The keyring shown in'Figures I through 3 comprises a loop of wire like materialg preferably spring steel of a relatively-high quality; This loop, as may be seen from Figure 1, has a polygonak configuration in which all of the sides or thepolygona are formed by overlapping portions ofithe springimaterialwith'.the'exception of a single side. As is shown; in thesefigures. the loop isshown to becons-truct'edwofi a single rpieceoftwirehaving afirst end section: 1}. anda: sccondiendhectioniZ with? an intermediate portion 3 positioned therehetweeu; The end' section 1 of the wire is joined to the-intermediate section 3 by the portions 4, 5,gand..6sof;theswire', while-the end section 2' is irointed: to. the intermediate portion-.- 3- through the sections 7,. 8 and- 9.

A-: plurality 05 keys- Ill are providedhaving heads 11' of. airelatively smallisize. In. view ofi the comparatively small size-either heads? of keys 10 relativeto the heads of. the usual. commercial: key, they-aregenerallytermed headless keys and-Will be referred to as such herein.

Each ofithekeys is provided. with; an. aperture 12 which is of. azdiameten slightly greater than the diameter of. the wirefronrwhichithe:key-ringis constructed. Thus, as may: be-seen-from. a. consideration of Figure 2, the key will. permit asingle. strand-oi the. wire to pass through its aperture 12. and will not permit the' passage ofithe overlapped portions: of. the. key. ring; Thus, keyretaining abutments: 13. andlAare providedby the freeends of.

' the end sections 1 and 2 of thekey ringmaterialt.

. In. order. to place the. keys on the straightbar. portion 3 of. the key ring -the..usual. procedure. familiar to all those who haveiused' prion art keyrings, is utilized. For example, section I of the ring is pried apart from the section 9 and the key is positioned on section 1 by means of its aperture 12. The key is then moved along the wire from portion 1 to portion 4, to portion 5, to portion 6 and from there around the corner to the left hand end of portion 3 as viewed in Figure 1. This procedure is then followed by each successive key until a full complement of keys is provided.

Since a very small head is provided on the keys, a very large number of keys may be placed on the key ring without difiiculty. Thus, while the key ring is not shown to be completely full in Figures 1 and 2, the key ring of the present construction permits a full complement of keys to be positioned on the section 3 such that the abutments 13 and 14 are constantly in contact with the keys. However, it is of course realized that only one or two keys, if desired, may be carried on the key ring of the present invention. In this case, it is contemplated that the end sections 1 and 2 can be bent inwardly to restrict the key-carrying portion 3 and prevent the keys from moving back and forth.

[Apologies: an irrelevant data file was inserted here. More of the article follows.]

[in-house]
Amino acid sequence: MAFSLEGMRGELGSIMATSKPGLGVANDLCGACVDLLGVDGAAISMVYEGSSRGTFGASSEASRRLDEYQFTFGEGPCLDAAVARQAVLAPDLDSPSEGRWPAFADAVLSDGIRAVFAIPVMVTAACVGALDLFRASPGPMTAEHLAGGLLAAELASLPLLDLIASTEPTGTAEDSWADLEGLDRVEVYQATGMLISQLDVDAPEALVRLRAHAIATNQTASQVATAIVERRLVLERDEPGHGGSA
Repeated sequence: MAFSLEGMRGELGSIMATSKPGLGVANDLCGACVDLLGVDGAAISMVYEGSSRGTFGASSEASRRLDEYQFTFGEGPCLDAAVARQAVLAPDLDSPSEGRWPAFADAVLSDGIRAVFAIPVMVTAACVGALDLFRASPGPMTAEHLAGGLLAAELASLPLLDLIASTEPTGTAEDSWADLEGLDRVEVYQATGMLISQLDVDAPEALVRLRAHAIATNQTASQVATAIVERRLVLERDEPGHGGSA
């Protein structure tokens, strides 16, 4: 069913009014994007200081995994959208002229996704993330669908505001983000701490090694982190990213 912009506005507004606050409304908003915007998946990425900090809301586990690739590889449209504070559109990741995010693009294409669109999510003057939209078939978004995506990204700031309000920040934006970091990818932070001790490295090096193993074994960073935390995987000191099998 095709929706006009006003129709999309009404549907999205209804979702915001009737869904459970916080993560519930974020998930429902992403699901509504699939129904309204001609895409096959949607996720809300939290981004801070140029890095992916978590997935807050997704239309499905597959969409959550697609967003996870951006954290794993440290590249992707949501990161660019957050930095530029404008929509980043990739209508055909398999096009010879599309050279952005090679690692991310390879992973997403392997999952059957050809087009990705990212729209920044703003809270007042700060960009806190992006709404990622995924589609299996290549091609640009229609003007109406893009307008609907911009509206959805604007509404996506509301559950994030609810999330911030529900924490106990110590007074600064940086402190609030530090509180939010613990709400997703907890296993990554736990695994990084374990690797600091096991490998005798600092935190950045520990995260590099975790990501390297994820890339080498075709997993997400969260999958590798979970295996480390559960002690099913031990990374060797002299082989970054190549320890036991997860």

In use of the key ring for unlocking a door or similar article, all of the keys except that key to be utilized, designated 10a in Figure 3, are 'folded back against the key ring. While it is of course possible to pivot all of the keys into a position on one side of the key ring such as shown at 10b of Figure 3, it is desirable to pivot a part of the keys to the left as shown at 10b and the rest of the keys'to the right as shown at 100. The keys may then be gripped by the fingers so that an operating handle formed by the keys 10b, 10c and the key ring is provided for the key 10a.

A further modification of the key ring is shown in Figures 4 and 5 in which the key ring 20 is formedin a rectangular shape. An advantage of the rectangular shape as shown in Figure 4 is that the keys may be folded completely back within the key ring when it is desired that the key ring he carried in the pocket or when a single key is to be utilized in opening a lock.

As shown in Figure 5, the key ring of Figure 4 is not constructed in the form of completely round wire at the points of overlap. By machining the surfaces 20a and 20b flat, the section 3a need not be positioned at an angle to the plane of the ring and further, the width of the ring at the overlapping portions may be reduced. It is of course understood that this construction may be utilized with the various other ring shapes such as for example, that shown in Figure 1.

In this connection it is to be noted that various shapes can be provided for the keyring, including triangular or circular shapes. The rectangular shapes are preferred however, since they permit the keys to be folded backwardly upon the key ring during the use of a single key to a greater extent than such shapes as the triangle. While this is true it is within the concepts of the present invention to use such other shapes even though slightly less convenient than the shapes shown in Figures 1 and 4.